In order to take your life back, you must learn to accept what it isn’t anymore and build from the ground up.
This takes a team around you. Besides yourself, and you need to be all in, is your therapist, friends, and family. For me, God is also on the list.
Going inpatient is sometimes best. It gives you a different perspective and helps align your mind. What it doesn’t do is take the pain away. I still have it associated to the loss of 5 in-law family members. Only time can slowly erode that.
If you choose to go the inpatient route, make sure outpatient sessions are as much as 3 times a week when you get home. Everyday life is full of painful reminders…very similar to the death of a loved one, since it is a death in many ways.
Everyone has a different set of coping skills. One of mine is writing, so all my therapists suggested I use this forum. Some may not like it, but just as the end of my marriage was his choice, this is mine.
Once you start the process, you’ll begin to see all the things and people you cherished and had left on the sidelines. Embrace them and they will embrace you.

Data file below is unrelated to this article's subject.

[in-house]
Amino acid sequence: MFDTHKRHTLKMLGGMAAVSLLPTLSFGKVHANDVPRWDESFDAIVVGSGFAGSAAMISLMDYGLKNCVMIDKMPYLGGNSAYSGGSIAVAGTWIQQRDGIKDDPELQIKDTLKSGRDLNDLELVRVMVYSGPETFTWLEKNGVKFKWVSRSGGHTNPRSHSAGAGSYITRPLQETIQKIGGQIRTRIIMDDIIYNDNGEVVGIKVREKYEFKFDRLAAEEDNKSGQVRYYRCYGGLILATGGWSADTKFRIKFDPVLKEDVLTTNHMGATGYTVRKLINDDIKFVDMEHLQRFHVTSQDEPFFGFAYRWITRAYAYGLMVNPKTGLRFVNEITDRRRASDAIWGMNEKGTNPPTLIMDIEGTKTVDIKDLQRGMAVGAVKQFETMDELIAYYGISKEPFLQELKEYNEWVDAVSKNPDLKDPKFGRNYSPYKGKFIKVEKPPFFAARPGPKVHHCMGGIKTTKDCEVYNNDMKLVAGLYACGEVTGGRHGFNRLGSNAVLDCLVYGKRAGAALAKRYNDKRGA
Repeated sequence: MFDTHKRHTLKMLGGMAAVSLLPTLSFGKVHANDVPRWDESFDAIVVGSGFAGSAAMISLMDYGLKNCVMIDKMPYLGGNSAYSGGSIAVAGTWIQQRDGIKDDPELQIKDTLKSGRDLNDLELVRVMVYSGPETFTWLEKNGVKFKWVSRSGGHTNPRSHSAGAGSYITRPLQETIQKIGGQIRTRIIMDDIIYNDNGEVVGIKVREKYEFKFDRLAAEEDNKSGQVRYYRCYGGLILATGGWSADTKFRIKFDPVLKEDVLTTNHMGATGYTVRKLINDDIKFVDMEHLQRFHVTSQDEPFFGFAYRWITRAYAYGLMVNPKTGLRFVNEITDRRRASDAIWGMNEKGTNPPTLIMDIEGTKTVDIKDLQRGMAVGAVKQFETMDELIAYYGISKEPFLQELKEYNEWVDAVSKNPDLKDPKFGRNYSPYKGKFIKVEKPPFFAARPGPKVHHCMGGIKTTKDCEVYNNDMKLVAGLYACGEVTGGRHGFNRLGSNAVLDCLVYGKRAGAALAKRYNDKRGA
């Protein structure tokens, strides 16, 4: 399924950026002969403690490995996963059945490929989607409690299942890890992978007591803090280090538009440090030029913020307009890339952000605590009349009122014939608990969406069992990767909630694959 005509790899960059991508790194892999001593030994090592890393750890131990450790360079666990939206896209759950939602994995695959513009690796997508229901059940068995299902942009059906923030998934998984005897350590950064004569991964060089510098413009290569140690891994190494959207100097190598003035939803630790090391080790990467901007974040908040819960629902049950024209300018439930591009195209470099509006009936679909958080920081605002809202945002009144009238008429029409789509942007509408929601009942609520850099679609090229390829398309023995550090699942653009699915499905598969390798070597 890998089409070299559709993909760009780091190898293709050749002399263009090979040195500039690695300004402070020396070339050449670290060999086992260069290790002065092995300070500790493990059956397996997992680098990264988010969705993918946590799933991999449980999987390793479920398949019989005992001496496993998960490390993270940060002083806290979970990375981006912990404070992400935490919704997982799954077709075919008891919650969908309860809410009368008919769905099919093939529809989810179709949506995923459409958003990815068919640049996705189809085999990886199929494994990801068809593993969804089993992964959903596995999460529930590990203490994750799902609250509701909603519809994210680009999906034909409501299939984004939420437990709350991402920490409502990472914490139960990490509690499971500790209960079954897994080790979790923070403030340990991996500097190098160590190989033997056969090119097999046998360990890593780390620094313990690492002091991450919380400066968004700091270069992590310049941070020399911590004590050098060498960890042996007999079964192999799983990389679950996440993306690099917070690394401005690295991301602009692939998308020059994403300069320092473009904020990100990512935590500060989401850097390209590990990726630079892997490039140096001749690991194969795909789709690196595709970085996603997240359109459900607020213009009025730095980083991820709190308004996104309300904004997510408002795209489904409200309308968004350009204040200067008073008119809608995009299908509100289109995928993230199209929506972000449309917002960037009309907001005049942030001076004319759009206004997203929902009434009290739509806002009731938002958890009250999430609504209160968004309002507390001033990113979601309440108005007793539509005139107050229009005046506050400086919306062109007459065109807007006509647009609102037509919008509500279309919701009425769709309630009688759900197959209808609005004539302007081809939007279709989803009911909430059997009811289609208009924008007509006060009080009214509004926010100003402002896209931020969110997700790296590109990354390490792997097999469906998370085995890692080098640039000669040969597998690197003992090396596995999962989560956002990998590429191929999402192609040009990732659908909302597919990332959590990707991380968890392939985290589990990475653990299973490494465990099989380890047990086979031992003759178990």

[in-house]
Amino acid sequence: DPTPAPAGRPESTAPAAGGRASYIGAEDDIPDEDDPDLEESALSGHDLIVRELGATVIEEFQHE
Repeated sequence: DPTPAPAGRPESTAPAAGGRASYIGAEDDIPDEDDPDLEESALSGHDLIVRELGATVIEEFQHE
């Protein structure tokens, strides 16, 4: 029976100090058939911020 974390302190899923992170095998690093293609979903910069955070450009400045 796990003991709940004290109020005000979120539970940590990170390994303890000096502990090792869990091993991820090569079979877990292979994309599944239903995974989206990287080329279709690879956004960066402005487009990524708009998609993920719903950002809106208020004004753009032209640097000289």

Focus on your overall health and what you want your new life to include. For me, it was family, friends, children, church, financial independence, and my own home. Next decide what resources you need to make it happen. It only took me 9 months to put the resources in place and begin to build, but for most it will take longer.
I had a huge motivating factor of facing the safety net my dad left having been pissed away on him and having to move in with my nephew in my dad’s home. I swore when I moved out after high school I would never move back.
I immersed myself in my support circle and looked furiously for a full-time job. 15 interviews later, I found the one. The whole time, I have been going to therapy.
When you do go to couseling, be as honest as possible. Anything less is short changing yourself.
There is no shame in that, by the way. At one point, all of us has a life situation that merits therapy, it’s the decision to go that spurs the recovery. Oh, you can tamp down your problem, but it will rear its ugly head at some point. Then life will spiral downward.
I can’t stress enough how many lives could be saved by therapy and talking with those you love.
Once you decide what your new reality will be, it’s time to roll up your sleeves and get dirty. Remember, this is your fight for survival.